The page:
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3 Reasons 2016 Wasn’t Actually a Flaming Garbage Shit Storm of Pain and Misery

29 Dec

Trust me on this one.

2016 was hard. A lot of really great, innovative, inspirational people died. The country I live in elected an angry Oompa Loompa for President and he’s trying real hard f*ck everything up. Some good people tried to stop an oil pipe line from destroying sacred land and eventually contaminating a major water source, and it didn’t really work. Lots of POC were beaten and killed by cops. Women might have to start getting abortions illegally soon.

Quick aside: if you voted for Trump, you’re already probably upset with this essay. I get it. We don’t share the same opinions and that sucks, but I’d appreciate it if you didn’t troll and try to get a rise out of me. It won’t work anyway. You are you, I am me. Nothing I can say will change your mind and nothing you can say will change mine. So just close this tab and go back to whatever you were probably supposed to be doing right now and save your trolling for someone else’s post, k? Thank yewwww.

Moving on.

On a personal level, I had to navigate the kind of treacherous depression, anxiety and heartbreak that most people don’t live through. And I did it sober. There were a couple of months where every day I wished I would get hit by a car as I rode my bike around Minneapolis because it hurt that much to be a person. Some of the people I’ve loved the most have said some of the most hurtful shit I have ever heard a person say and I had to choose to walk away from them. Which was really hard. Because I really like to hang around people who say hurtful shit, you guys. It’s kind of my thing.

Lots of super cool stuff happened, too, for sure. But why focus on any of that? 2016 is a massive trash heap of maggot-infested dead things that no one likes, right?

Wrong.

Yes, 2016 was hard and painful. But I wouldn’t change a fucking thing. Which is good, because I can’t. I’m not writing this to show you that 2016 was actually a great time that you should quit being sad. I would never tell you to do that. I do, however, think 2016 was the realest year we’ve had in a long time. Below, you’ll find 3 lessons we can learn from all the flaming diarrhea thrown at us in the last year. If we do it right, we could change this into the beginning of a great story about how we turned things around and leveled up as a species:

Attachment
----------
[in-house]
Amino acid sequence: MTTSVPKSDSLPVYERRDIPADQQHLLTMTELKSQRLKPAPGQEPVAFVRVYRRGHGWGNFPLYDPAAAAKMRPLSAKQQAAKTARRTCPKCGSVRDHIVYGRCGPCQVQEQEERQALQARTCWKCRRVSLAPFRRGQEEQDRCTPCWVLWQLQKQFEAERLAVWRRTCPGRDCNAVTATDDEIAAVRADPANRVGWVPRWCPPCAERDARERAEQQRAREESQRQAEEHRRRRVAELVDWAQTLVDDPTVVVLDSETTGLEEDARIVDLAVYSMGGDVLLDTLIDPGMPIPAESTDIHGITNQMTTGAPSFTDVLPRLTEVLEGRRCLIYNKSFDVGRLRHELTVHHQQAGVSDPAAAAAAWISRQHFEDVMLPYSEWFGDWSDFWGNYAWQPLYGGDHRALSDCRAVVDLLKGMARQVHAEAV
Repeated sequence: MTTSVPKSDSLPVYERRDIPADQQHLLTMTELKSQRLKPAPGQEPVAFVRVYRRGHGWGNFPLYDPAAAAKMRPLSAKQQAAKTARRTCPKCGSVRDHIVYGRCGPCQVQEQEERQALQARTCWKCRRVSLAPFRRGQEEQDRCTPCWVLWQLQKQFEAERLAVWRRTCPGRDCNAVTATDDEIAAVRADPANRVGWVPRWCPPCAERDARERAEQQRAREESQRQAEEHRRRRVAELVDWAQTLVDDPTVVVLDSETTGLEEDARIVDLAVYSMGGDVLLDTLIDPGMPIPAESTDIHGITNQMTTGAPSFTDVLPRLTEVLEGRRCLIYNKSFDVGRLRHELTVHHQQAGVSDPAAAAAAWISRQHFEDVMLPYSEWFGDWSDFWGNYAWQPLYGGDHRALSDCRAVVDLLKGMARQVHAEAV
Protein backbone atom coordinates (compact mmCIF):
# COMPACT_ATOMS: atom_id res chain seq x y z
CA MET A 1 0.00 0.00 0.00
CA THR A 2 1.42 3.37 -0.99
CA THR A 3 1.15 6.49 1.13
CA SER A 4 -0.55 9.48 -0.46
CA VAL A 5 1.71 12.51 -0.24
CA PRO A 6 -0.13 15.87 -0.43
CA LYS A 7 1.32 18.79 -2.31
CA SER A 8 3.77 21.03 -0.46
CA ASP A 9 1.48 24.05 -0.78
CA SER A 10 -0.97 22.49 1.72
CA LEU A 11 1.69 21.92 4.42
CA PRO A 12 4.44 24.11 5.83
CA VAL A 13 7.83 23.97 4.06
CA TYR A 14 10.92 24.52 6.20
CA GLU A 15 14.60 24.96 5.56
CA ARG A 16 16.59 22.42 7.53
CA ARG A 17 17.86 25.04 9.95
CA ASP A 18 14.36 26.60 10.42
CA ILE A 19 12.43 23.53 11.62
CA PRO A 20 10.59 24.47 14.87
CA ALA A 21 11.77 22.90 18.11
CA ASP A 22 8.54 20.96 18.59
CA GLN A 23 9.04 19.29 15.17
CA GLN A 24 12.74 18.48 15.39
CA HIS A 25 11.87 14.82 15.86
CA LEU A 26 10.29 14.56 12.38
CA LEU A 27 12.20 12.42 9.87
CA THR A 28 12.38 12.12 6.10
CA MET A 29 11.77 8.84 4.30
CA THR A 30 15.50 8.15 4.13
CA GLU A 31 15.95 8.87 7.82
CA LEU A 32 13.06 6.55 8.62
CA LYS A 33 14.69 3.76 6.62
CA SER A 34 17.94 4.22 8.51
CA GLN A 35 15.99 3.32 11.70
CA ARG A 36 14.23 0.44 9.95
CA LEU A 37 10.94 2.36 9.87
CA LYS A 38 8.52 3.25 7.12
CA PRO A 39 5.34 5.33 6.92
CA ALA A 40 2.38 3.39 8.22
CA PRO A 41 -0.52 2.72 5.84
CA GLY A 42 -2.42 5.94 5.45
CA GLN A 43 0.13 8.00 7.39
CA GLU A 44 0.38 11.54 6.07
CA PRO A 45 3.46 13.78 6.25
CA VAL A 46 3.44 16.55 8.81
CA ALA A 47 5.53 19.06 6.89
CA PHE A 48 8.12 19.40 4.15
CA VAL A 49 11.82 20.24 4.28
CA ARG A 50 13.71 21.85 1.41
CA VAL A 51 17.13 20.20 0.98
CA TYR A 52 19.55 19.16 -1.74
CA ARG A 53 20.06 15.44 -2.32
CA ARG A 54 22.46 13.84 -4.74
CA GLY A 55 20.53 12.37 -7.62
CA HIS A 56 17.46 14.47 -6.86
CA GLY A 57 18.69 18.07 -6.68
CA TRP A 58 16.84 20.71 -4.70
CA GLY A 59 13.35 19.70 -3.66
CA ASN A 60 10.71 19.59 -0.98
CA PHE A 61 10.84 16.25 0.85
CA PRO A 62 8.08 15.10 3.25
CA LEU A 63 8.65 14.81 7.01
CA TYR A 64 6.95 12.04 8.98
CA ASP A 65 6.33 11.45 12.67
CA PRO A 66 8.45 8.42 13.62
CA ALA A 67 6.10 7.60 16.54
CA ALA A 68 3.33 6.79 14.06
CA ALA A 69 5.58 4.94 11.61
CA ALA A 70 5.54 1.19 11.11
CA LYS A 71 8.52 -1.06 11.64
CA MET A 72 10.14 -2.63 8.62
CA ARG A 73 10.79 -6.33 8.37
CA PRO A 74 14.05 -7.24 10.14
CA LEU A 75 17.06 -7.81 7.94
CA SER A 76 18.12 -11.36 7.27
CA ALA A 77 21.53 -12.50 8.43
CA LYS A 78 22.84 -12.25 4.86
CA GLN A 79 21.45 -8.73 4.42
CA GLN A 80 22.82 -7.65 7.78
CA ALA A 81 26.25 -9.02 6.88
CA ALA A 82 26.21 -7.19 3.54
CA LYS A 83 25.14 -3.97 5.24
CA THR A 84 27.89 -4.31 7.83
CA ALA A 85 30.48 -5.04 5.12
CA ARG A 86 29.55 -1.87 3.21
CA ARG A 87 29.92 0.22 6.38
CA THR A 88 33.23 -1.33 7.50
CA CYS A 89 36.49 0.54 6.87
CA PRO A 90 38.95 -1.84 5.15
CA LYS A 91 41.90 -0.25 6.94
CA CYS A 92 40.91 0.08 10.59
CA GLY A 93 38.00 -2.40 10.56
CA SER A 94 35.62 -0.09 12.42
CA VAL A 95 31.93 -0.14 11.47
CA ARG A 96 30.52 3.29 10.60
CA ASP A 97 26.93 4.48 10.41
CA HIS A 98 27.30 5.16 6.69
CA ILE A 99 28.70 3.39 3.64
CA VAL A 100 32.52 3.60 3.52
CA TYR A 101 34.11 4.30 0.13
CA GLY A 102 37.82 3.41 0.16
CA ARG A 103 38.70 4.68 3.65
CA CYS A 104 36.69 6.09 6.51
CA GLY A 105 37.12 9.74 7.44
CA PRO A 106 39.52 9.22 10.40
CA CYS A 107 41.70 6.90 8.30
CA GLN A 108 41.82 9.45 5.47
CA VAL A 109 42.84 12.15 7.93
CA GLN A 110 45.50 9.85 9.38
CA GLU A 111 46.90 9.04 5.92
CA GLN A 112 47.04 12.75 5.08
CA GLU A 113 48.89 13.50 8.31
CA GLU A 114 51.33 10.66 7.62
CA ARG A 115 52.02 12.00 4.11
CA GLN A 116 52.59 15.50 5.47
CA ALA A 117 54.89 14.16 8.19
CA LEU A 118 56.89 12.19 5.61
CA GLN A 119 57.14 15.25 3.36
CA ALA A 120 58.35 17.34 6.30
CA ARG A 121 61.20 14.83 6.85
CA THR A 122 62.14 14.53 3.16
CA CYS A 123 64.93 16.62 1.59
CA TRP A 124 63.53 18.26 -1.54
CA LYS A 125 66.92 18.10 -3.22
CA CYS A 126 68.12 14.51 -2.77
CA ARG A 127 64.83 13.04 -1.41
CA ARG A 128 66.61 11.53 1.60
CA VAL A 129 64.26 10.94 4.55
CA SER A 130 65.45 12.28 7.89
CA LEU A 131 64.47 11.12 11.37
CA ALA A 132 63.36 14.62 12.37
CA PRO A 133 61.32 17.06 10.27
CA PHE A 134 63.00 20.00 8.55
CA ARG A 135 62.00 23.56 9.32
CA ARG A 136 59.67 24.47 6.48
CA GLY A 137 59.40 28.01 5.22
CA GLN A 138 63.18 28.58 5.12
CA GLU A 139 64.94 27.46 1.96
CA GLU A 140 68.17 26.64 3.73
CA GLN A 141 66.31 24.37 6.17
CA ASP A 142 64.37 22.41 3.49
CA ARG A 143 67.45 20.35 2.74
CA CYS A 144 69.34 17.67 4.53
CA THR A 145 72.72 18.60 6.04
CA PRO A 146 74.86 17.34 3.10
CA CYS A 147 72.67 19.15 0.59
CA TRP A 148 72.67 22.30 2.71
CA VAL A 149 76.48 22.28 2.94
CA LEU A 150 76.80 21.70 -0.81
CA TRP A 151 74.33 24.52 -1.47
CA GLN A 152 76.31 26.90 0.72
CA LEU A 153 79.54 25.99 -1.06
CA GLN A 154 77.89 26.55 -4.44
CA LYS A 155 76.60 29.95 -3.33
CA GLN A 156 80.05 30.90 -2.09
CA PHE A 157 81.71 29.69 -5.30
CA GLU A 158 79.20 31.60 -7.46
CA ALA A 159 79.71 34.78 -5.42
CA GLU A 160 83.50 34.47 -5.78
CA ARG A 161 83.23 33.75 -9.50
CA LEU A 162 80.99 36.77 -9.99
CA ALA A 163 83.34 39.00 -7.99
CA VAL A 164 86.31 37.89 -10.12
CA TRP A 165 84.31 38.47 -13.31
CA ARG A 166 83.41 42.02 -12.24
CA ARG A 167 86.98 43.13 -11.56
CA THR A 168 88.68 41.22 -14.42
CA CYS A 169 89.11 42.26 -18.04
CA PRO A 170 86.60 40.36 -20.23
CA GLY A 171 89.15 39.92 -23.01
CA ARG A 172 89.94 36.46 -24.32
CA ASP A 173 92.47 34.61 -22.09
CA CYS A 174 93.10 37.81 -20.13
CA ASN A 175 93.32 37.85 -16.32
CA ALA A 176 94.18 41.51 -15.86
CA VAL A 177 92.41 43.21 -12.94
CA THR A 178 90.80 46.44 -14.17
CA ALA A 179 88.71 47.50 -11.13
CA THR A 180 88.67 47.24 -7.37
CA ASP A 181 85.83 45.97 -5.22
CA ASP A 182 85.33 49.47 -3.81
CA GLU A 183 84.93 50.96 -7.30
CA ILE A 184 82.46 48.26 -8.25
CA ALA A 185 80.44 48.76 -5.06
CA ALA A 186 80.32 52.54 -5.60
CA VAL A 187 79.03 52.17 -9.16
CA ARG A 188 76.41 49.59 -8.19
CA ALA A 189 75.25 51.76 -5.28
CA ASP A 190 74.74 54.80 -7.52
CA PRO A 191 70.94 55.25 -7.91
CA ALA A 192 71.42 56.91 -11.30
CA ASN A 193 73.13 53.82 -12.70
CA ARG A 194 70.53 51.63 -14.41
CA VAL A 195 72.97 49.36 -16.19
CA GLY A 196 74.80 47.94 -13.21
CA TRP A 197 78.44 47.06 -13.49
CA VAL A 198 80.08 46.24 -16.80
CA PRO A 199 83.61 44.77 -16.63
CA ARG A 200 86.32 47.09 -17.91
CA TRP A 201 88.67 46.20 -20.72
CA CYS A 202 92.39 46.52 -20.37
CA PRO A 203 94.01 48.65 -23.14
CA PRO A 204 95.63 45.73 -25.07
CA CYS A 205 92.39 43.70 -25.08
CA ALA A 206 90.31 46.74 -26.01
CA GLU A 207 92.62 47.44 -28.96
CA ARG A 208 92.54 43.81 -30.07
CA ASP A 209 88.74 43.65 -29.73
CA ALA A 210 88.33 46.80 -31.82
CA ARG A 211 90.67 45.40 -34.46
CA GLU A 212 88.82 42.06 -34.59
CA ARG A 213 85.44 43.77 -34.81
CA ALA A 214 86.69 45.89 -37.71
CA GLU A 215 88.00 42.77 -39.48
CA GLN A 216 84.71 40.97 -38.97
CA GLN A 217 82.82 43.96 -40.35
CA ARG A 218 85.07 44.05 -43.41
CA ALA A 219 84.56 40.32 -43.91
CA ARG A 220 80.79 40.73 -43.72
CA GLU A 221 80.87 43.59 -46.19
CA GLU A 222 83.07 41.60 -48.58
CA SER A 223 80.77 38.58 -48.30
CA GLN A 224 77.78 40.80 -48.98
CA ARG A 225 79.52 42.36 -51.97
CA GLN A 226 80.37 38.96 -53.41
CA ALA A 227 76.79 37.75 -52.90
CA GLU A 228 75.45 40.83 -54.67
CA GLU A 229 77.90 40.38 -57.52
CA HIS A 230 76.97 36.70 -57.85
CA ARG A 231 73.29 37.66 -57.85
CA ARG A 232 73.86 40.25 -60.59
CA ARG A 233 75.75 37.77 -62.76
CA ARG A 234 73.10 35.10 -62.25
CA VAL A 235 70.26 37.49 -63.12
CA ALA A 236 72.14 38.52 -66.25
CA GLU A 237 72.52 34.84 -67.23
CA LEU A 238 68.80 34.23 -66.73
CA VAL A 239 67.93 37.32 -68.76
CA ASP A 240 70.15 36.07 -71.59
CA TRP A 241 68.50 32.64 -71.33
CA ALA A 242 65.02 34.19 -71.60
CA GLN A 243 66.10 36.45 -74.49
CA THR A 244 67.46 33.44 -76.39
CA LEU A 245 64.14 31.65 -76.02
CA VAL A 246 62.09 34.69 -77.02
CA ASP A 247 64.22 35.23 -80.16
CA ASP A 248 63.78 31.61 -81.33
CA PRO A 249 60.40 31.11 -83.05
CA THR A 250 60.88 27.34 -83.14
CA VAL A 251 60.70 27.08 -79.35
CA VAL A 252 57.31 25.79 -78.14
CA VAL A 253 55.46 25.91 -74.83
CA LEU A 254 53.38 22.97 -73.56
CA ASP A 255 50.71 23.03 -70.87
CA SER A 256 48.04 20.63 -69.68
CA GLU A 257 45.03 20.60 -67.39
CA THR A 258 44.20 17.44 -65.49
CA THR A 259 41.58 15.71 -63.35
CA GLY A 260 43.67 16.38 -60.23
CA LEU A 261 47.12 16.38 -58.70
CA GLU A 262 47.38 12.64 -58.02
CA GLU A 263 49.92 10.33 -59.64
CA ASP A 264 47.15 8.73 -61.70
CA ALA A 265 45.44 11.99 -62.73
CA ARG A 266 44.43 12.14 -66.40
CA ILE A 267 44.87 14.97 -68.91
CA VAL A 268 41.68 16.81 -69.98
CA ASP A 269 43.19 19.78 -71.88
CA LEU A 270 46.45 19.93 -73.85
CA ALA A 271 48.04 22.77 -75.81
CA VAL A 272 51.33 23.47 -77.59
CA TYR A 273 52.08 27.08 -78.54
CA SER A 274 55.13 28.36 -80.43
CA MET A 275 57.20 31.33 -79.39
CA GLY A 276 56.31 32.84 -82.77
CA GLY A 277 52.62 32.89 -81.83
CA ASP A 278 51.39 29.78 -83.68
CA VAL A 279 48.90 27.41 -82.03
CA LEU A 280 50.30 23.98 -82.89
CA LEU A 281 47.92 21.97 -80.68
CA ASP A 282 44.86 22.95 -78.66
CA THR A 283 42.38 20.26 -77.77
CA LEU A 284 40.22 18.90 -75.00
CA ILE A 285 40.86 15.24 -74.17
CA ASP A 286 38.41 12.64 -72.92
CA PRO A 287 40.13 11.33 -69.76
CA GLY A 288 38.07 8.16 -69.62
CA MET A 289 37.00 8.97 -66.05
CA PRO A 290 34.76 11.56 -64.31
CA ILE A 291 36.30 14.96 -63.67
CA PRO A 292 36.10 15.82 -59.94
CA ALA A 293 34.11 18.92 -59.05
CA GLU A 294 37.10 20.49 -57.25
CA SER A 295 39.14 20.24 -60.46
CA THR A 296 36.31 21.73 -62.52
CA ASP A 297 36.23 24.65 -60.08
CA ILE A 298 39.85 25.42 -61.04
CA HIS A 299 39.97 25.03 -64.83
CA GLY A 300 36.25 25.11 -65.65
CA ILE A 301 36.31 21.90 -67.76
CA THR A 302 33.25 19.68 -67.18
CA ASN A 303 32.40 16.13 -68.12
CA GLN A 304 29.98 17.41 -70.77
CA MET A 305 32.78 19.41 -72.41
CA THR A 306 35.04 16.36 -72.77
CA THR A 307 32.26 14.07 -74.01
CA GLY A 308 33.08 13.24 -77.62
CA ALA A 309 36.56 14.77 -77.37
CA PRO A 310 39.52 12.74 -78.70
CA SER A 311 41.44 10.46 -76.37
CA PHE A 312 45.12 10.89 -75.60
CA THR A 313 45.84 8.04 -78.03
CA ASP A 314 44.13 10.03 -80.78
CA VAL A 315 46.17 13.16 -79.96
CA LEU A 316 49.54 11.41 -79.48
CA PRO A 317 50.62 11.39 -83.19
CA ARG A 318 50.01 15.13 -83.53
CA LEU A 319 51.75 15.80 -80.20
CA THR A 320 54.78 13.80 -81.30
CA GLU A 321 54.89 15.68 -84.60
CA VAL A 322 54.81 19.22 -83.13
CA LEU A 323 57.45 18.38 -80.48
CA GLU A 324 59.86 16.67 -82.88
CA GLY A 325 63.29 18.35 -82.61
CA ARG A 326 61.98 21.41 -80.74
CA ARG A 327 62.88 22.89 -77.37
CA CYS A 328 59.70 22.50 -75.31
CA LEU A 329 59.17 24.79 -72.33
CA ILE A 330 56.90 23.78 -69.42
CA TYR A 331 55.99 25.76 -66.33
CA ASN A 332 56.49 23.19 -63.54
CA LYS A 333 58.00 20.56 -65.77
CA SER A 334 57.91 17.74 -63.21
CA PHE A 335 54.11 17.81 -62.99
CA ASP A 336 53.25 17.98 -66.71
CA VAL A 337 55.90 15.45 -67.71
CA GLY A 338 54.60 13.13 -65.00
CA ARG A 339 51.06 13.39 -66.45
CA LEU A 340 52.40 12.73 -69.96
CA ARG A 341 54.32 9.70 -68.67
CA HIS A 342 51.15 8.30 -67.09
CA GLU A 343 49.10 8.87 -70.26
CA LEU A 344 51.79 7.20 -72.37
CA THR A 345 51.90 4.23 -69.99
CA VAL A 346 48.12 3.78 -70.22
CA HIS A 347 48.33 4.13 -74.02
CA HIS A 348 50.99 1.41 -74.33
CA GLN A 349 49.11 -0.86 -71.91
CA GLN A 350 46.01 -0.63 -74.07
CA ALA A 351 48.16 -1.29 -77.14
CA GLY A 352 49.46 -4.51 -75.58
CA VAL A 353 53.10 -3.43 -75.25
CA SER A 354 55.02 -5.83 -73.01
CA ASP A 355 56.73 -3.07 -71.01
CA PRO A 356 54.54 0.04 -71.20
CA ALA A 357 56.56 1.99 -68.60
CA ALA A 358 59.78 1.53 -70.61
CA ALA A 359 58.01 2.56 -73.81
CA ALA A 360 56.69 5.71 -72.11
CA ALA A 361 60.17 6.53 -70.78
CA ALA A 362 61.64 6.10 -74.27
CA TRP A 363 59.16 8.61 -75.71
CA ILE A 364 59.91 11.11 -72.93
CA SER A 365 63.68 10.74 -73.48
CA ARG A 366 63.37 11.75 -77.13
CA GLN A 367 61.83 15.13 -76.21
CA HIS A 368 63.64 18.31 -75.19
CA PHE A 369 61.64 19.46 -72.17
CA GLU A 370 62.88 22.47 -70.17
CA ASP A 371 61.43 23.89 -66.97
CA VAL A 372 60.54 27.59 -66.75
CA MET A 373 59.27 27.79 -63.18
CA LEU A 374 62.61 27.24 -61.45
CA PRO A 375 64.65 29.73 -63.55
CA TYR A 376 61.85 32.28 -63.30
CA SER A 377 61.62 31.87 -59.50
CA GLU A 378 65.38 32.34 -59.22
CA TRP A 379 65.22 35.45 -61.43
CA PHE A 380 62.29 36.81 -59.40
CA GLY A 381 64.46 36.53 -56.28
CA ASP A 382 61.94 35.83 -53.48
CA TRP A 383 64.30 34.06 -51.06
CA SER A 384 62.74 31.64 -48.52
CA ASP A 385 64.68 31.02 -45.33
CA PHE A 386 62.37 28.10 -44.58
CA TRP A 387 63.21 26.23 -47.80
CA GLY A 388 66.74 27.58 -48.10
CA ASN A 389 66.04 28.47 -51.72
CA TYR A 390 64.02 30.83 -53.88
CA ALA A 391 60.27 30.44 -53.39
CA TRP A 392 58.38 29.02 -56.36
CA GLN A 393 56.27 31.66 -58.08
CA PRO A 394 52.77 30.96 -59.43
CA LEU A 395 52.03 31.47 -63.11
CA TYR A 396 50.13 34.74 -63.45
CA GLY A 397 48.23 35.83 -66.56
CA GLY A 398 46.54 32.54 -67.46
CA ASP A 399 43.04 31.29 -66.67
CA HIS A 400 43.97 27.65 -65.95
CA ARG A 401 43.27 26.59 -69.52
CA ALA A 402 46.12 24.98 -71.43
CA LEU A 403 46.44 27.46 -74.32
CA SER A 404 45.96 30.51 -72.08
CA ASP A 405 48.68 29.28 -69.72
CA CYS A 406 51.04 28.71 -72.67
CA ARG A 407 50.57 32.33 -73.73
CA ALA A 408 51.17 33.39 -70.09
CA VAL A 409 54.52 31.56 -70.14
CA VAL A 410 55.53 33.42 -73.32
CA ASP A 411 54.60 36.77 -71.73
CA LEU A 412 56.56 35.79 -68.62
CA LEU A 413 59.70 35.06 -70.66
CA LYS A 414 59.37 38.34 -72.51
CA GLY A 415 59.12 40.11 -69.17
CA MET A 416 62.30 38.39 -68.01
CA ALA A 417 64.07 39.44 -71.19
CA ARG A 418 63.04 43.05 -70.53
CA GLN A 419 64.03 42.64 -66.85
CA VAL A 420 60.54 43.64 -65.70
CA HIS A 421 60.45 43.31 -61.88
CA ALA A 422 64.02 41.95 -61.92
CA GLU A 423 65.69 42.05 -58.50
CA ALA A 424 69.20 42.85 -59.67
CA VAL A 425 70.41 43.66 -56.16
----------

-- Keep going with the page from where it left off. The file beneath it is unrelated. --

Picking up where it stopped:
Lesson One: We’re all gonna die, so we better start living like it.

We lost Bowie, Prince, Gene Wilder, Alan Rickman, George Michael, Carrie Fisher, HER MOM DEBBIE REYNOLDS A DAY LATER and many more, this year. This is all very sad, for sure, I’m not sure if you know this, but a shitload of other people are gonna die in 2017 too. Also in 2018. Same for 2019. This is due in part to baby boomers getting older and the fact that being a person is hard, and we, as a culture are taking really shitty care of our bodies and minds.

I don’t want to bum you out even more but some day, you will also die. There is no amount of money, fame, love, joy, yoga, food, whatever that will prevent you from dying. You might be able to stave it off by taking better care of yourself, but ultimately, you have no idea when you’re gonna die. Your death is going to be like life throwing you a surprise party so intense that it actually kills you.

What a trip, right?

So when that day comes, do you want to look back with regret or do you wanna say, “You know what? I screwed up a bunch. I also did great. I loved as hard as I could. I said sorry when I meant it. And I tried a little bit every day to be better than the day before.” That was a rhetorical question. Don’t let all those great artists die in vain. Live as greatly as many of them did in whatever way you can.

Lesson Two: We all need to start going all in.